• Cat said, “I have 2 pencil sharpeners from classroom friendly supplies to cover problem one. 2 of my kids are in charge of picking up pencils every afternoon. 2 children are in charge of sharpening pencils in the afternoon and 2 are in charge of sharpening more in the morning before school starts. Everyone turns in their pencils every day and they can get another one whenever they need one, but have to turn in a pencil to get another one. The kids are totally in charge of pencils and I pretty much am not involved other than getting a fresh box of pencils from the cabinet when needed.”

 

    • John Blake said, “We have pencil buckets at each group. There are 4 pencils for each student in the bucket. If a pencil is dull, it is placed point-down in the bucket. Every morning, my Pencil Patrol replaces all dull pencils and makes sure the correct number are in the bucket. As for sharpening, I have 3 parents who volunteered at Open House to sharpen pencils at home. I send about 50-75 pencils home once a week. This has worked great in my room for many years. I never sharpen pencils!”

 

    • Tiffany said, “Each student had two pencils with their number on it. They must make sure they have 2 sharpened each morning by turning them in to exchange for one of my loaner pencils. I sharpen all pencils turned in at end of day and return students numbered pencils. They are only allowed to trade dull or broken ones in by asking. Is has been best system I have used and no problems!”

 

    • Susan said, “I like Ticonderoga pencils but have found that some of them even have sharpening issues. They are pricey compared to others but worth it most of the time.”

 

    • Bobette said, “I give each table of 4 kids 8 pencils. At the end of the day 8 pencils have to be turned back in or their table is last to line up. You should see them scrambling to find pencils at the end of the day!”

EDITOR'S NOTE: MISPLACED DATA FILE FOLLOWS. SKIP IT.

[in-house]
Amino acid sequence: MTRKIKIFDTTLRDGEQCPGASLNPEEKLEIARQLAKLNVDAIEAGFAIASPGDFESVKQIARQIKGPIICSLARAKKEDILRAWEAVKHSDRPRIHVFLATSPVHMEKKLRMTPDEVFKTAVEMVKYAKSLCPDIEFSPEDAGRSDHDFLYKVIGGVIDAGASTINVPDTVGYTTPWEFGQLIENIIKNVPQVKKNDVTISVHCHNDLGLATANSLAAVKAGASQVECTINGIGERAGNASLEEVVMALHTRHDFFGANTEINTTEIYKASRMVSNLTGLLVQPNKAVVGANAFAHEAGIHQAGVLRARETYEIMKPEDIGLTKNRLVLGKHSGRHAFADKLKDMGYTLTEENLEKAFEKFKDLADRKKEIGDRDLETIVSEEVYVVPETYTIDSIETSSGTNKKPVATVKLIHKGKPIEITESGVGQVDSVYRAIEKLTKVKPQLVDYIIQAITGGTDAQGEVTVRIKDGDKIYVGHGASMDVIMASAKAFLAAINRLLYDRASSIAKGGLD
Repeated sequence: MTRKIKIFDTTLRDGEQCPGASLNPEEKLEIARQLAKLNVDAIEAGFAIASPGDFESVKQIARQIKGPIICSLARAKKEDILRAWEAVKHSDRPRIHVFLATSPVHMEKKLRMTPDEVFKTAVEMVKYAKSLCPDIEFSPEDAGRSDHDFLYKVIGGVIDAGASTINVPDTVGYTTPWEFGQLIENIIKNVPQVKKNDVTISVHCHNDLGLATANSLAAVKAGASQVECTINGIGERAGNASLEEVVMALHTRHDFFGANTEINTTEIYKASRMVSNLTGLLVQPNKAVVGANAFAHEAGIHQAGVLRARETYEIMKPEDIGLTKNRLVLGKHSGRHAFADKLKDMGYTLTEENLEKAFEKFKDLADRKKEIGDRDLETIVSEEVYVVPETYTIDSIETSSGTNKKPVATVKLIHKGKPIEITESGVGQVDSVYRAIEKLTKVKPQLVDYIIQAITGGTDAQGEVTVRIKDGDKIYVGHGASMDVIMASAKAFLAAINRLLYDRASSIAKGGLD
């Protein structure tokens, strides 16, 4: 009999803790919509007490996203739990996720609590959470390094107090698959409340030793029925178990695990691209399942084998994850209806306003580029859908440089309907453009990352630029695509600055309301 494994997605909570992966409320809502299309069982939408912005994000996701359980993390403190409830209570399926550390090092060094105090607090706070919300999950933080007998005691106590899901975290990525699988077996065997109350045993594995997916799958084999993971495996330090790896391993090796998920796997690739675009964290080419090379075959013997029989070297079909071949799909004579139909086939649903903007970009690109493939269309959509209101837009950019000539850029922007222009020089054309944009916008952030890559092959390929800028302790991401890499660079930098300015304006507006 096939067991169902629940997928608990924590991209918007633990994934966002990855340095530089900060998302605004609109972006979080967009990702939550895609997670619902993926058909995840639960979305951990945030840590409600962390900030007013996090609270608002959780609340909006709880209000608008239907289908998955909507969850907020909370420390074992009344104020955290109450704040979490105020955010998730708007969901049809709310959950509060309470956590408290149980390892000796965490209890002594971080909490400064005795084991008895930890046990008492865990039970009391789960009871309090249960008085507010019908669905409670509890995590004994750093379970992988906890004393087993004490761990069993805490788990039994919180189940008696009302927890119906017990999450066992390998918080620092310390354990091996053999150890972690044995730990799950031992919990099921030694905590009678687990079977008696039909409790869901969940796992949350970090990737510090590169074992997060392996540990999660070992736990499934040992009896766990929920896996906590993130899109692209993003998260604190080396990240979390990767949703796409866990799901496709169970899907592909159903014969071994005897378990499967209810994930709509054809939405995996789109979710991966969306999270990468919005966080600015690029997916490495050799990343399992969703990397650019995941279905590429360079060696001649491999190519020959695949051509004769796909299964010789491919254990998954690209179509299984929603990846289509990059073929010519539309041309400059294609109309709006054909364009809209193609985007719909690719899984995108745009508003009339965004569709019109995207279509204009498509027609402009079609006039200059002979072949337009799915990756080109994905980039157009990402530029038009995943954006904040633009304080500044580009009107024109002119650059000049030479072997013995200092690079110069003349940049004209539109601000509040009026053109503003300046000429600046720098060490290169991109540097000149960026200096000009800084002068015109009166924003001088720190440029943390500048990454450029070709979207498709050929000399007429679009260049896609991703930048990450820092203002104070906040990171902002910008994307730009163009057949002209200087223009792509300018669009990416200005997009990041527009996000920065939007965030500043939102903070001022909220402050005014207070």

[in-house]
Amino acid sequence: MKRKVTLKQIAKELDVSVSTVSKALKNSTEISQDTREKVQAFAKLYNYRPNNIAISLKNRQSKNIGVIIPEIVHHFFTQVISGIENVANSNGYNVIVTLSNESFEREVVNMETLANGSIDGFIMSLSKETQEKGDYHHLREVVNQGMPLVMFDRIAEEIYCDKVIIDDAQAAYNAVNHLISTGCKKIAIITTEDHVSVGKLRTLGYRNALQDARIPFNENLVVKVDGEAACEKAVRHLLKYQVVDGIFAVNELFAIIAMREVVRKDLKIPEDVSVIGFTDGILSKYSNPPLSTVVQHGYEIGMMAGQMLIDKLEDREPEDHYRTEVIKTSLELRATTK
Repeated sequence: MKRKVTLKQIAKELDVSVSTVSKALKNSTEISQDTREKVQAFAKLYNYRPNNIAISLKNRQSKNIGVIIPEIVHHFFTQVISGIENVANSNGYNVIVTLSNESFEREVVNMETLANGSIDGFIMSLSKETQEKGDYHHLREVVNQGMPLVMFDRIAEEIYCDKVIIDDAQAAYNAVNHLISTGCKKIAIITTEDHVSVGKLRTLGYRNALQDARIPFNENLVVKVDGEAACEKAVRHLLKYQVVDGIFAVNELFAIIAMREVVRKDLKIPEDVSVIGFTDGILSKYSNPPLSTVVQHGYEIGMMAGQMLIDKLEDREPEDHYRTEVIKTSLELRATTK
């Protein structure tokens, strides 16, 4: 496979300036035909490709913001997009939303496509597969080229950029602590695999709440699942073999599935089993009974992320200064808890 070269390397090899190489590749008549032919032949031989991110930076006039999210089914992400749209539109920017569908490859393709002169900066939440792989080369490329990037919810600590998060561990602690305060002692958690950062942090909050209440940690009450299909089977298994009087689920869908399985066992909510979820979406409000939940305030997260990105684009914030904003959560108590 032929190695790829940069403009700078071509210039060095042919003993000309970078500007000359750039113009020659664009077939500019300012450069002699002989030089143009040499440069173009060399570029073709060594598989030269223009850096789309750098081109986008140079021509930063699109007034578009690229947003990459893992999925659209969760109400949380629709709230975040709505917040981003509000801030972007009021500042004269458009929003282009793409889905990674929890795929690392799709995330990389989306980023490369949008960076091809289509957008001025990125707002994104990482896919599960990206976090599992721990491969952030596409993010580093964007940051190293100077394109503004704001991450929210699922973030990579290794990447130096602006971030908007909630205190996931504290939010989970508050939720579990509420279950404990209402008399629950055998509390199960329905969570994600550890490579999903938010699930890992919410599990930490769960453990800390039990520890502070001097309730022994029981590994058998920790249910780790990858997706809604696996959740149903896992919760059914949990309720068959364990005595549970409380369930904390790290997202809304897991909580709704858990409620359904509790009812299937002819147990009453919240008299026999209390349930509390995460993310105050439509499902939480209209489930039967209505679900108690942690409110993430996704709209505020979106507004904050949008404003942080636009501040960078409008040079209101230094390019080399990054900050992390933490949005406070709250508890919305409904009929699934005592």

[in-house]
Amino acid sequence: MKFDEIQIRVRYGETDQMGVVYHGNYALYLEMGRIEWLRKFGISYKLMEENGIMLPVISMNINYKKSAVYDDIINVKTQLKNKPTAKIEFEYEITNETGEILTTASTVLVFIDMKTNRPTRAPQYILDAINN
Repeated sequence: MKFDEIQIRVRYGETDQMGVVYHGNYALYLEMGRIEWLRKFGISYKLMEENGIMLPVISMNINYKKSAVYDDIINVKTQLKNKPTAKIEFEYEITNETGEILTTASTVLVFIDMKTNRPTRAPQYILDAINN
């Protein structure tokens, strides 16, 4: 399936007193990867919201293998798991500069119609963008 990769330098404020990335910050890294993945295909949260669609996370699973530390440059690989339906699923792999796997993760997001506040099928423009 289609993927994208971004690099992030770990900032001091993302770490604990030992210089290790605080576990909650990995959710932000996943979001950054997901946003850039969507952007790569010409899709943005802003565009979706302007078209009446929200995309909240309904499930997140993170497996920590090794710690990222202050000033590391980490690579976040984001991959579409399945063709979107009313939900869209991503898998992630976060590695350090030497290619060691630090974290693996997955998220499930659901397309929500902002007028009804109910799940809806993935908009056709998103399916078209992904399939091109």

• Krista said, “Get golf pencils for students who aren’t prepared! They won’t like them, so they will start bringing their own! At least it worked for me!”

 

    • Felicia said, “Pens do work for 1st graders. We use them in my school. It’s just not what teachers are used to. What’s the difference if the write with a pen or a pencil? No sharpening, no erasing, and they are usually motivated to write more because it’s a novelty. Just use pencils during math. Have a cup for each table or group with the pencils, give out the cup at the beginning of the math lesson and collect them at the end.”

 

    • Linda said, “I have an incentive program in my classroom and the kids have to purchase a pencil and or school supplies. They learn quickly that they need to keep their stuff. They also have to purchase a pass to use the restroom. It’s funny to hear other kids say, stop going to the bathroom, you are spending to much. It is a token system. I use poker chips to reward the kids. All the chips have different value amounts. red=50, green-30, blue=20, black=10 and white=5.If I decide to do a surprise desk check or even name tag check the kids can earn 50. I give them out for good behavior, for answering questions correctly, desk checks, homework check and anything else I come up with to reward the kids. If the kids talk or do anything that warrants them to be taken I take them. I usually take them for what they are worth for that day. Then to use the restroom costs 200 and school supplies are 300. It has really helped my kids add and subtract.”

 

    • Stacy said, “Allow them to have the pencils that you put lead in or erasable pens. That takes the sharpening completely away.”

 

    • Kim said, “I teach first. These pencils from School Specialty are the perfect size for primary grades. They aren’t as big as the old kind but are bigger than a regular pencil. They seldom break! Mostly, they get too dull to write! I love them!” SEE THEM HERE.